WASHINGTON — U.S. employers have yet to start hiring aggressively — a trend the Federal Reserve will weigh in deciding this month whether to slow its bond buying.
Employers added 169,000 jobs in August, but fewer in June and July than previously thought, the Labor Department said Friday. June, July and August amounted to the weakest three-month stretch of job growth in a year.
The unemployment rate dropped to 7.3 percent, the lowest in nearly five years. But it fell because more Americans stopped looking for work and were no longer counted as unemployed.
All told, the report adds up to a mixed picture of the U.S. job market: Hiring is steady but subpar. Much of the hiring is in lower-paying occupations. And many people are giving up on the job market in frustration.
The jobs picture is sure to weigh heavily when the Fed meets Sept. 17 and 18 to discuss whether to scale back its $85 billion a month in Treasury and mortgage bond purchases.
David Jones, chief economist at DMJ Advisors, said he still thinks the Fed will begin slowing its bond buying later this month. But he suspects the August data and the reduced job totals for June and July will lead the Fed to trim more gradually.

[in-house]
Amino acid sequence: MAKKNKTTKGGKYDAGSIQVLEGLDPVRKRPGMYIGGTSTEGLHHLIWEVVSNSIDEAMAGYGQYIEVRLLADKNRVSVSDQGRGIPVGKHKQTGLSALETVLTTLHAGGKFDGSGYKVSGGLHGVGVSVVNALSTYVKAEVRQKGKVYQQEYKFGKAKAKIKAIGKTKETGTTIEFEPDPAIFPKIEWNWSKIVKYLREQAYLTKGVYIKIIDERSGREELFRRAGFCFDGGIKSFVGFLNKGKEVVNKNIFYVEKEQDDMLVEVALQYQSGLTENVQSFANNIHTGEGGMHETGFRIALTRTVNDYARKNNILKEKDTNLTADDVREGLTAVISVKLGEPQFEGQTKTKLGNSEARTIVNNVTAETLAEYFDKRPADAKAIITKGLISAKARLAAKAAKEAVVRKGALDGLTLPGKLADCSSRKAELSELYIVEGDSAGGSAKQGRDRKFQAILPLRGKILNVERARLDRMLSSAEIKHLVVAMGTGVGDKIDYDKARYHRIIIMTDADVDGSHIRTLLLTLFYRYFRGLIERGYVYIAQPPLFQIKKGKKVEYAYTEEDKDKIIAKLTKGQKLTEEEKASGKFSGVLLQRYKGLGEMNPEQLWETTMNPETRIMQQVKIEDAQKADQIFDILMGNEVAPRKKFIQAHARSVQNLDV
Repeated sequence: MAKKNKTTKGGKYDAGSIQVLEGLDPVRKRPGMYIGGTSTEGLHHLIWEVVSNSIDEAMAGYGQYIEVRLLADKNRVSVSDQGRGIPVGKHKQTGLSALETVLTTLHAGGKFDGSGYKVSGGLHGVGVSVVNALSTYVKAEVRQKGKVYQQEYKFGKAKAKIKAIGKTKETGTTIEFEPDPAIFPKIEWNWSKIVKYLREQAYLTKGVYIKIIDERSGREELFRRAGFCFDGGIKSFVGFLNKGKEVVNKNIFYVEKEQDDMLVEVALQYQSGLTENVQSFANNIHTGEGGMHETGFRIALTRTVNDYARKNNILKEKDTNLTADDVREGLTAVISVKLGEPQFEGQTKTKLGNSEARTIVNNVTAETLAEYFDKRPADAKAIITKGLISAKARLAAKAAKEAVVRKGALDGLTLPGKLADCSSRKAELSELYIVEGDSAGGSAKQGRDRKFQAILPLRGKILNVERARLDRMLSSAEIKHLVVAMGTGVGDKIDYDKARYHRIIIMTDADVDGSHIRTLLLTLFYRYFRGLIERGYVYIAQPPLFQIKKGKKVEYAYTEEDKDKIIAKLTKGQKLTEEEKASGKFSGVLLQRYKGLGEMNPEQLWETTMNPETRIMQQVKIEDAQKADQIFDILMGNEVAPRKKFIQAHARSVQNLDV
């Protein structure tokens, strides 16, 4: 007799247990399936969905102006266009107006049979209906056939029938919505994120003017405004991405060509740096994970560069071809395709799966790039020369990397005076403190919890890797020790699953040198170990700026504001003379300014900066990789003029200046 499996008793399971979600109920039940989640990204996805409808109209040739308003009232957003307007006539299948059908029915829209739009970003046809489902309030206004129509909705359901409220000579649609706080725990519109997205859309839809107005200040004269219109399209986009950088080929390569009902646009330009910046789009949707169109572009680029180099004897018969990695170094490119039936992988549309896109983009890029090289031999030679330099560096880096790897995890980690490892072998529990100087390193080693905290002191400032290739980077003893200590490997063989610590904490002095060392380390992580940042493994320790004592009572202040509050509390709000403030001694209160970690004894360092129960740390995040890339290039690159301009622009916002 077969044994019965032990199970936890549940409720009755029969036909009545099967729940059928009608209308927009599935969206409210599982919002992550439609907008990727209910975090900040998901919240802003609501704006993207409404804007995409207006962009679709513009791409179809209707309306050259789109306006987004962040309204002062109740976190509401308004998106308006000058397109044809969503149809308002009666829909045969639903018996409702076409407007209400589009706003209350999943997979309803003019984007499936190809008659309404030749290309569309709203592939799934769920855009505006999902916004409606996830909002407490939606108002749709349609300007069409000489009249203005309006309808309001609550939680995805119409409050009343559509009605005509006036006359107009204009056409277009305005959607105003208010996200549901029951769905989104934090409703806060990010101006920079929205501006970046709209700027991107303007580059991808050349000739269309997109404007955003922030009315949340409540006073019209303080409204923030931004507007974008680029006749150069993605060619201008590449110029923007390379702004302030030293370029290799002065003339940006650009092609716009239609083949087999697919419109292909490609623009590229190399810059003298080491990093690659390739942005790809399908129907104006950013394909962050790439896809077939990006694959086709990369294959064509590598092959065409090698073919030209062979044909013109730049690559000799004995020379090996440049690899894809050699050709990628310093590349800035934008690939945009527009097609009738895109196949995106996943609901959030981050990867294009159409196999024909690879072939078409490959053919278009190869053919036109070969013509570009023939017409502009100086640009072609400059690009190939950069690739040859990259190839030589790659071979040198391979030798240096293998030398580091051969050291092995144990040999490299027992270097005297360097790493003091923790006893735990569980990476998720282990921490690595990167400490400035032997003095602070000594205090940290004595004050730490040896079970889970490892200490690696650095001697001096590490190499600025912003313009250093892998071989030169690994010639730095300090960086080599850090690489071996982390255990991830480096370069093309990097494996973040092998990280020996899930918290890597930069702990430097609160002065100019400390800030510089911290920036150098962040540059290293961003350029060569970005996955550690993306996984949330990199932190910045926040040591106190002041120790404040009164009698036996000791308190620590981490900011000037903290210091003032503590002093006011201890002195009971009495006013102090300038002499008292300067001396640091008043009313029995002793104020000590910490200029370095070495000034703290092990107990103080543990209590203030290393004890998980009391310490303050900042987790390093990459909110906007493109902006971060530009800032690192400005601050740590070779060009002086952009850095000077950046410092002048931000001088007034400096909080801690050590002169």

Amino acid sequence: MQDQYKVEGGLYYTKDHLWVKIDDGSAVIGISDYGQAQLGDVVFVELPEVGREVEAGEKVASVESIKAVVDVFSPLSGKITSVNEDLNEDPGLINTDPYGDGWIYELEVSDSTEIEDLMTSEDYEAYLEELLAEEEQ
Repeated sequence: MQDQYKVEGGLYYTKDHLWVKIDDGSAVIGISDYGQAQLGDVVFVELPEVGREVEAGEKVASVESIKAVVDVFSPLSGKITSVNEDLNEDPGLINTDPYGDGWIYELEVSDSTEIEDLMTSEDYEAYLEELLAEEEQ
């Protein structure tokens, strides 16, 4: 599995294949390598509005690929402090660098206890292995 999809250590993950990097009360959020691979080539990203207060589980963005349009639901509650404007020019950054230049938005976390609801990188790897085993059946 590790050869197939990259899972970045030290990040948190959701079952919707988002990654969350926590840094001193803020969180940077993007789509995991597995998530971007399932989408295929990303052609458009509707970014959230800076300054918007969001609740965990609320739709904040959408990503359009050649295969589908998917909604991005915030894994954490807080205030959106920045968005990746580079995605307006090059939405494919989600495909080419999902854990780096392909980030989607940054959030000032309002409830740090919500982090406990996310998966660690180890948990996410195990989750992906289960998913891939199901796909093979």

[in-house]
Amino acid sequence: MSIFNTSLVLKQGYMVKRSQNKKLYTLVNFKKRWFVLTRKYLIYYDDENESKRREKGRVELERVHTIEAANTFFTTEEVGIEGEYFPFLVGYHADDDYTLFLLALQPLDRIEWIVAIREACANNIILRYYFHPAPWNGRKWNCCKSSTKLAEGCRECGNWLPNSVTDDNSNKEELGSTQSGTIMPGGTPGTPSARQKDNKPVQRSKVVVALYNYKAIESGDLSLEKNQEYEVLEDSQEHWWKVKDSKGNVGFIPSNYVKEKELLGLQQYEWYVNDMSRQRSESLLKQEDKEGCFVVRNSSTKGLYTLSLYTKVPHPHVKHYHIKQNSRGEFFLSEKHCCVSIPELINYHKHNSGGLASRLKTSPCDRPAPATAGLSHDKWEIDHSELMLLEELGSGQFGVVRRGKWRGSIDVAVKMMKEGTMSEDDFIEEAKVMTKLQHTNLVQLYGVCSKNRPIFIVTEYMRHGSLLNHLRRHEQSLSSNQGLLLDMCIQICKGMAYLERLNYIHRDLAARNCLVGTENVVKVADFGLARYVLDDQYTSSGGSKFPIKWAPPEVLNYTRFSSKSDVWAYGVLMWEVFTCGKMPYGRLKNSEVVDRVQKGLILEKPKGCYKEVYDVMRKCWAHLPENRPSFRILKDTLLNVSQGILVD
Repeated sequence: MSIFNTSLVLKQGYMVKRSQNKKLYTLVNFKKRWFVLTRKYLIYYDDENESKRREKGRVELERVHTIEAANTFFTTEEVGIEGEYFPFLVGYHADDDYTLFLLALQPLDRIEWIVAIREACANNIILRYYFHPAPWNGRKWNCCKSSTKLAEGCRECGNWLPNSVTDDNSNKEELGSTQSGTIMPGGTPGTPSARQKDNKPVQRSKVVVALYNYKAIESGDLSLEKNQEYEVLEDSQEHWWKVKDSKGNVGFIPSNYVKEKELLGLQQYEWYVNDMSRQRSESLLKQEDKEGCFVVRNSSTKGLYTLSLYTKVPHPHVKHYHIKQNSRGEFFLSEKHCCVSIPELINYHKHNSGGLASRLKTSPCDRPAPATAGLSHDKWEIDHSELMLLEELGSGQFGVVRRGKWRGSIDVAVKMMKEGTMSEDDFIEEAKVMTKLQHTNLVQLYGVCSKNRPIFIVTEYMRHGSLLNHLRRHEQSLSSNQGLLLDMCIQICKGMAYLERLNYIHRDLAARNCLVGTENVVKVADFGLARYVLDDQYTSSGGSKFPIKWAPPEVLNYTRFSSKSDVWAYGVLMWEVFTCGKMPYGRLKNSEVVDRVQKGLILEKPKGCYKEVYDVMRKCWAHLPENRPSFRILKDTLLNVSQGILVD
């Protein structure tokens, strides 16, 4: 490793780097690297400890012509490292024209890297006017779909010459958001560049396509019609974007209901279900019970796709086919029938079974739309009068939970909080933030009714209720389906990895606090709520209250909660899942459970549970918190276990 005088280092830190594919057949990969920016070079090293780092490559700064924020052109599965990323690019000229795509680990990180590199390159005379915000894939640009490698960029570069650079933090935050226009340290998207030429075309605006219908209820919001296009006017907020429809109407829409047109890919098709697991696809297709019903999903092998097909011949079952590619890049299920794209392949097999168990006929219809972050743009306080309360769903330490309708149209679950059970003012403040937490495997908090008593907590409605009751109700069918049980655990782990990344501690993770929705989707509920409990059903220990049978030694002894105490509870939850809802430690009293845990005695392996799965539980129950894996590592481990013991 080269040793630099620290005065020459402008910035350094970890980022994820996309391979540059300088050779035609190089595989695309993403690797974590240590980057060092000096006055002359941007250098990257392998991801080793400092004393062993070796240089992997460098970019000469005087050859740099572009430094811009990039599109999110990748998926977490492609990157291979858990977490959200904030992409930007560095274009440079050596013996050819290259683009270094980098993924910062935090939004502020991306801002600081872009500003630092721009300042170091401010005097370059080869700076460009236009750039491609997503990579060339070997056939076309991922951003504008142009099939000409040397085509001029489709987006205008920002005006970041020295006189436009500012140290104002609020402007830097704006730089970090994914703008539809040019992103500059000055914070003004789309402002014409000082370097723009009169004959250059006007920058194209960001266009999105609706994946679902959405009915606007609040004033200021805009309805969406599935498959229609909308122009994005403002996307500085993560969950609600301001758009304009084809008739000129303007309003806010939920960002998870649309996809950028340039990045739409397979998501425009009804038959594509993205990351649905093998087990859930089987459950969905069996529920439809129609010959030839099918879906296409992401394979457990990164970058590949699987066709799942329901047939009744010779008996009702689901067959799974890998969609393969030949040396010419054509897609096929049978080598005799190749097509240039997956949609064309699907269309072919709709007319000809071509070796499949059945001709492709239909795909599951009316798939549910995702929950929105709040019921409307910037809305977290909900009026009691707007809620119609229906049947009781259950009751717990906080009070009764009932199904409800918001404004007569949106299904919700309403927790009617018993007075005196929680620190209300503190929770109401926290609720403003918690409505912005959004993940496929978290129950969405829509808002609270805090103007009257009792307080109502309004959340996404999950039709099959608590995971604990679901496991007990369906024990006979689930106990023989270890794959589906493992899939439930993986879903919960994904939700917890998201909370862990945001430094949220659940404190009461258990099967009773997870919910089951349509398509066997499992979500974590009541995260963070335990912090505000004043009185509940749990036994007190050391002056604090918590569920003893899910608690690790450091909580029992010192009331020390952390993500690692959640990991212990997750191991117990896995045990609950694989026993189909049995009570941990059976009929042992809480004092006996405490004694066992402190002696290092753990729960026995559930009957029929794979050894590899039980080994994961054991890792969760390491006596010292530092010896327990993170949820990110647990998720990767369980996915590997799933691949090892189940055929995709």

The revised job growth for June and July shrank the previously estimated gain for those months by 74,000. July's gain is now estimated at 104,000 — the fewest in more than a year and down from a previous estimate of 162,000. June's was revised to 172,000 from 188,000.
In the past three months, employers have added an average of just 148,000 jobs. The average monthly gain for 2013 so far is 180,000, slightly below the 183,000 average for 2012.
One possible concern for the Fed is that most of the hiring in August was in lower-paying industries such as retail, restaurants and bars.
Retailers added 44,000 jobs in August. Hotels, restaurants and bars added 27,000. Temp hiring rose by 13,000. Manufacturers added 14,000 in August, the first gain after five months. But construction jobs were unchanged in August. And the information industry cut 18,000 jobs.